Separation of power is the concept which correlated with all the organs, and it is the duty ofthe Court to maintain check and balance. But in India, Courts have no power to take cognizancesuo moto and to declare the law void, courts can initiate only when matter comes before thecourts. Courts cannot questioned to any political matter, but it cannot mean that the courtwould avoid giving its decision under a shelter of political question, its is not the duty of thecourt. Sometimes it seems to be that court evolves judicial legislations but it may not becorrect in India. Parliament has authority to make law in India, but in USA and UK courtsevolving judicial legislation. Judicial review checks the legislative power from delegating itsessential functions and also sometimes discourages the legislature from enacting void andunconstitutional legislation. In India and US, there are various constitutional limitationsimplicitly and also explicitly, which incorporates limitations to the law making power ofLegislature, such as legislature cannot go beyond its power to make law, it cannot make lawagainst the Principles of Natural Justice. Legislation cannot violate the fundamental rightswhich is the basic structure of the Constitution.
One organ should beaccountable to some other organ in any manner, but it cannot encroaches its limits. Itestablishes the concept of Rule of Law.As Justice P.N. Bhagwati in his minority judgment in Minerva Mills case observed “ It isfor the judiciary to uphold the Constitutional values and to enforce the Constitutionallimitations, that is the essence the Rule of law, which inter alia requires that the exercise ofpowers by the Government whether it be the legislative or the executive or any other authoritybe conditioned by the Constitution and the law”It enables the court to maintaining harmony in the State. By declaring invalid laws, courtprotects individual as well as collective rights also. The basic feature is to protect the individualrights, therefore there is a need of expansion of judicial review. To strengthen judicial reviewwill become strengthen the liberty and freedom of individual. The concept of judicial revieware also criticized. By the strict behavior of the Courts, sometimes it is criticized in thepolitical corridors. It should not be happen in any manner, because Supremacy of law prevailsin the interpretations of the Courts, we the people cannot questioned to the actions of judiciarybecause Supreme Court performing as the guardian of the Law of the land.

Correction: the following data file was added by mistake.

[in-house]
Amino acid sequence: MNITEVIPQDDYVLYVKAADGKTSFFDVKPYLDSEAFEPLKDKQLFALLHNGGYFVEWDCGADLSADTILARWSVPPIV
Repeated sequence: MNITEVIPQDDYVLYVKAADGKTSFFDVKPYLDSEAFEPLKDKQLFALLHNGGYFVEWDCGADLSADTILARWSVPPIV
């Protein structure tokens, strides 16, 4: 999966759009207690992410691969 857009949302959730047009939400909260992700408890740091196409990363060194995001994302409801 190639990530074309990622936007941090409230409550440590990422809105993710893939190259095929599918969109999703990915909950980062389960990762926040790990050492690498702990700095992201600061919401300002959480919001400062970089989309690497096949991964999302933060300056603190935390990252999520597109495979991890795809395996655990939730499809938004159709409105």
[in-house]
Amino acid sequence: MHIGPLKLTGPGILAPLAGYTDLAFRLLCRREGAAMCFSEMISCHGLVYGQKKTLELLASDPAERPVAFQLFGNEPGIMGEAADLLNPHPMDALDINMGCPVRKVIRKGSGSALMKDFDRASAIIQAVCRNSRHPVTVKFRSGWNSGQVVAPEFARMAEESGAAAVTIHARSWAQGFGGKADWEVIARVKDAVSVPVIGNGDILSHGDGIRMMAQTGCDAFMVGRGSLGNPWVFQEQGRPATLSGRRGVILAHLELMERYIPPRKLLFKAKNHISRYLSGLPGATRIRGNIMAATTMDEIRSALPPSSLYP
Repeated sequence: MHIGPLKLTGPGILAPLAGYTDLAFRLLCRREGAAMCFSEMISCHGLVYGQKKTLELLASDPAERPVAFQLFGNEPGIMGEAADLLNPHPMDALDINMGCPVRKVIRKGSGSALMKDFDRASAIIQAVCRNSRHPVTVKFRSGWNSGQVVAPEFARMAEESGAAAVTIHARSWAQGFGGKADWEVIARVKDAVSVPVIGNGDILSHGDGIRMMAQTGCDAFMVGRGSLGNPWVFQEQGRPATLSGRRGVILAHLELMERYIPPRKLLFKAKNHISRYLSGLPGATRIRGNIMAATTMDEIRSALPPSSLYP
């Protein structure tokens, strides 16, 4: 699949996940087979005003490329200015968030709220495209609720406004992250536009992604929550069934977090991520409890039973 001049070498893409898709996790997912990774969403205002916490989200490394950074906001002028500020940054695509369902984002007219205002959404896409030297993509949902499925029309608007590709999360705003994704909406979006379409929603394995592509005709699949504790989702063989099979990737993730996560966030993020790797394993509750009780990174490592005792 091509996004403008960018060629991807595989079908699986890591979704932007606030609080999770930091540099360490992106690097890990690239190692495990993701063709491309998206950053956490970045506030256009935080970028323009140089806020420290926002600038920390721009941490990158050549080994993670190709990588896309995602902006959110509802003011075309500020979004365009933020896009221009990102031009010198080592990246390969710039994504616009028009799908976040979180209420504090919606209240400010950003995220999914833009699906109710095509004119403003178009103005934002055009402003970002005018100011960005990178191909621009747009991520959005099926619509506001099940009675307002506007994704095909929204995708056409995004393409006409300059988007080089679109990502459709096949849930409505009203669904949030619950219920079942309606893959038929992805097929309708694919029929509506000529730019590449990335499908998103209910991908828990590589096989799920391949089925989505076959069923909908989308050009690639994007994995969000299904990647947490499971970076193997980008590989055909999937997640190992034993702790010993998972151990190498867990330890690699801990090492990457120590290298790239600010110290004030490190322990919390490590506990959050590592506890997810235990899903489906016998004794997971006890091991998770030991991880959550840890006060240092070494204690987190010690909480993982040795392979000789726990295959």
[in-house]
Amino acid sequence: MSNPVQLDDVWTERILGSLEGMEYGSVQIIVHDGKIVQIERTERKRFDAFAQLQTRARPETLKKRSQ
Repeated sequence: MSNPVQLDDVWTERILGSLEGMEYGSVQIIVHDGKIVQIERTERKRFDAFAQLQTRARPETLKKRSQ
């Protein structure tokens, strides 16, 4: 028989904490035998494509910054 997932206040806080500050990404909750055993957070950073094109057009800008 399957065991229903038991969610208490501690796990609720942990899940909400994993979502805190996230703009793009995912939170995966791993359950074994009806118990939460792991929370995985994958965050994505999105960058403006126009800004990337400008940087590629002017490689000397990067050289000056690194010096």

1. 5 U.S. 137 (1803)
2. 1950 AIR 27, 1950 SCR 88
3. 1955 AIR 781, 1955 SCR (2) 589
4. 1967 AIR 1643, 1967 SCR (2) 762
5. 1951 AIR 458, 1952 SCR 89
6. 1965 AIR 845, 1965 SCR (1) 933
7. (1973) 4 SCC 225; AIR 1973 SC 1461
8. 1987 AIR 386, 1987 SCR (1) 435
9. 1997 (2) SCR 1186
10. (2007) 2 SCC1: AIR 2007 SC 861
Received on 08.02.2021 Modified on 21.02.2021
Accepted on 17.03.2021 ©AandV Publications All right reserved
Res. J. Humanities and Social Sciences. 2021; 12(2):103-107.